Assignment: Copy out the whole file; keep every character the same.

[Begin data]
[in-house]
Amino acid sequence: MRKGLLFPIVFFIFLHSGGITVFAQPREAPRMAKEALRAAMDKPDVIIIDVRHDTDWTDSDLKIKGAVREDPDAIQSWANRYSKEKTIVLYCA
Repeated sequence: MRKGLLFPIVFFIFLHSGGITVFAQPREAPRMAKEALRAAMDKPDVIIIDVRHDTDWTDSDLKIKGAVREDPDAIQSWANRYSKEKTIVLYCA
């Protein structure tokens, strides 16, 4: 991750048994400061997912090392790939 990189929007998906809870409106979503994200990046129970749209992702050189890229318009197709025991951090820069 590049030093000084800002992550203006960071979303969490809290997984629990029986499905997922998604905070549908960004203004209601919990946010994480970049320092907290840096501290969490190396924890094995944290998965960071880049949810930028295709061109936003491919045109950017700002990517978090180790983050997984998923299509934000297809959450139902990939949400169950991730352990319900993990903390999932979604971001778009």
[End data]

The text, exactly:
[in-house]
Amino acid sequence: MRKGLLFPIVFFIFLHSGGITVFAQPREAPRMAKEALRAAMDKPDVIIIDVRHDTDWTDSDLKIKGAVREDPDAIQSWANRYSKEKTIVLYCA
Repeated sequence: MRKGLLFPIVFFIFLHSGGITVFAQPREAPRMAKEALRAAMDKPDVIIIDVRHDTDWTDSDLKIKGAVREDPDAIQSWANRYSKEKTIVLYCA
């Protein structure tokens, strides 16, 4: 991750048994400061997912090392790939 990189929007998906809870409106979503994200990046129970749209992702050189890229318009197709025991951090820069 590049030093000084800002992550203006960071979303969490809290997984629990029986499905997922998604905070549908960004203004209601919990946010994480970049320092907290840096501290969490190396924890094995944290998965960071880049949810930028295709061109936003491919045109950017700002990517978090180790983050997984998923299509934000297809959450139902990939949400169950991730352990319900993990903390999932979604971001778009």